This is the first in a series of Kitchen Science Experiments and Kids STEAM activities. This particular kitchen science experiment - Fizzing Rainbow Stars is a great sensory activity for kids, incorporates lots of Science learning for older kids and is very easy to set up.
I'm so very excited to introduce the first in our new series of kitchen STEAM activities for kids. For those of you who aren’t familiar STEAM education is an approach to learning that uses Science, Technology, Engineering, the Arts and Math that is aimed at providing children with opportunities to learn about, question, problem solve and think creatively about ‘real world’ challenges that are relevant to their lives.
As this website is inherently a kid food blog the majority of the STEAM activities in this series will have a kitchen science bent. ie they will be mainly based on ingredients you can find in the kitchen. A slightly different way to get kids involved in the kitchen compared to traditional cooking and baking with kids,
The first STEAM activity we’re bringing to you, we think, is a perfect mix of all the aspects of STEAM learning for kids of all ages, even toddler ages kids too. So let’s get started.
Kitchen Science Experiments- Fizzing Rainbow Stars Materials
- Baking Soda
- Coloring, this could be food dye or paints
- White Vinegar
- Droppers or Straws
- Lots of containers
- Small cookie or play dough cutters
Fizzing Rainbow Stars Instructions
Making the rainbow stars is so easy, the children will be able to this themselves. Younger preschoolers will need some assistance; but otherwise this a great hands on experience that can introduce the idea of mixing.
- We placed 3 tablespoon of baking soda into a bowl along with a few drops of color. You may need to adjust the amount of baking soda depending on your cookie cutter size, but we recommend using a small cutter; otherwise you will go through a lot of baking soda! Kids can then set to work using their hands to mix the coloring into the baking soda. Repeat with other colors.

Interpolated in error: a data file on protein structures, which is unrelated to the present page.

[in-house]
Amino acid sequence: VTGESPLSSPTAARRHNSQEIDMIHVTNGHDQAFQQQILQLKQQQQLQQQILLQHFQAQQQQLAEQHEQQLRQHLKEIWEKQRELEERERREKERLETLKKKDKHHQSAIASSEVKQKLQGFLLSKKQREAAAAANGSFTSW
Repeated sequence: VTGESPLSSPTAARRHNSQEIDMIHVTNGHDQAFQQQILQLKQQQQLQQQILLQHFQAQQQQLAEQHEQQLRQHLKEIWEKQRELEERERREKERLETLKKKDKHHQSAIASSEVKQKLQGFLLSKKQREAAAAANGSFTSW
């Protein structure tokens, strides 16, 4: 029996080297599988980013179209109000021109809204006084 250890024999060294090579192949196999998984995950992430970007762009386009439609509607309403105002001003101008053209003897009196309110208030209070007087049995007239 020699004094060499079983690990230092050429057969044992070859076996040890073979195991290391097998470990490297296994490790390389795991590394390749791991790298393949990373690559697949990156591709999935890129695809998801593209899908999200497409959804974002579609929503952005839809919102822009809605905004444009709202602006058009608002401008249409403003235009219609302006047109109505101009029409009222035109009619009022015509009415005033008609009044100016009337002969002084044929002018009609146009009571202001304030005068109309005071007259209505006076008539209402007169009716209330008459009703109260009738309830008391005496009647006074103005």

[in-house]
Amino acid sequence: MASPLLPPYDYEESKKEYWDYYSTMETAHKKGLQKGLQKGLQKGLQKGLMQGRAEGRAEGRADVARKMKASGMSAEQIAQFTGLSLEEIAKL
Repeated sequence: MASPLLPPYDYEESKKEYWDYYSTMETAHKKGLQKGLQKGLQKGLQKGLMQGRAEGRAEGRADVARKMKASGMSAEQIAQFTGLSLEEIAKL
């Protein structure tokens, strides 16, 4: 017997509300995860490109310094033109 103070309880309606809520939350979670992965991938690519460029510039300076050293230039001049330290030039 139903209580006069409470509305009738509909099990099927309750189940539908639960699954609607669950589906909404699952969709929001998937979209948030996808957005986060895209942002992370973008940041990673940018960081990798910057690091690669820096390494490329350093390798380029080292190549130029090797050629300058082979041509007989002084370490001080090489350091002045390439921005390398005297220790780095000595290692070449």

- Next it’s a simple case of filling the cutter with the baking soda, pressing it down and compacting it. It needs to be really squashed down so that it will hold its shape. Younger kids will most likely need help with this as with gently pressing it out of the cutter. Older kids however, can be set this as a challenge.
- Once all the baking soda shapes have been pressed out onto a dish, the fizzing fun part can really begin. Provide a small container of near white vinegar and a dropper. Allow kids to drop the vinegar onto the baking soda and watch the fizzing reaction that takes place. Bubbles indicate that a gas is being produced, something you can discuss with older kids. In fact, the gas in this case is Carbon Dioxide; again something that could be researched with kids who are able.
Fizzing Rainbow Stars Video
If you don’t have a dropper, a cut off straw can serve a similar purpose, but will not pick up as much vinegar. If using the straw technique, you place one end of the straw into the vinegar, then squeeze the other end closed between your finger and thumb, lift the straw out and drop the vinegar onto the baking soda shape by opening the straw again. This is a great technique for older kids to challenge themselves with, figuring out different methods that will allow for more vinegar to be collected using the straw method; for example a deeper container of vinegar will travel further up the straw.
Kitchen Science Experiments- What happens when you add vinegar and baking soda
Vinegar a common kitchen cupboard staple is dilute acetic acid, and baking soda also an everyday ingredient is sodium bicarbonate. When you mix the two you create carbon dioxide gas. It's the bubbles of carbon dioxide gas that makes the fizzing
In this kitchen science experiment the combination of a liquid (vinegar) and a solid (baking soda) creates a gas carbon dioxide
If you are ready to bring some math into this activity, younger children could be asked to count the number of drops added, or the volume of vinegar needed to completely dissolve one of the shapes. A timer could be used to time how long the fizzing lasts for each time a dropper of vinegar is added; but remember to discuss how keeping the volume of vinegar added each time, in this case, must stay the same so that the results are valid.
The reaction will continue to take place until all the baking soda has been reacted and the shapes appear to dissolve, creating a rainbow-coloured mixture on the dish. This can be mixed with the end of the straw or dropper to create swirling patterns and bring some of the Arts into this kitchen STEAM activity.
We hope you enjoy this fizzing STEAM kitchen science activity and can’t wait to share our next lesson in the series.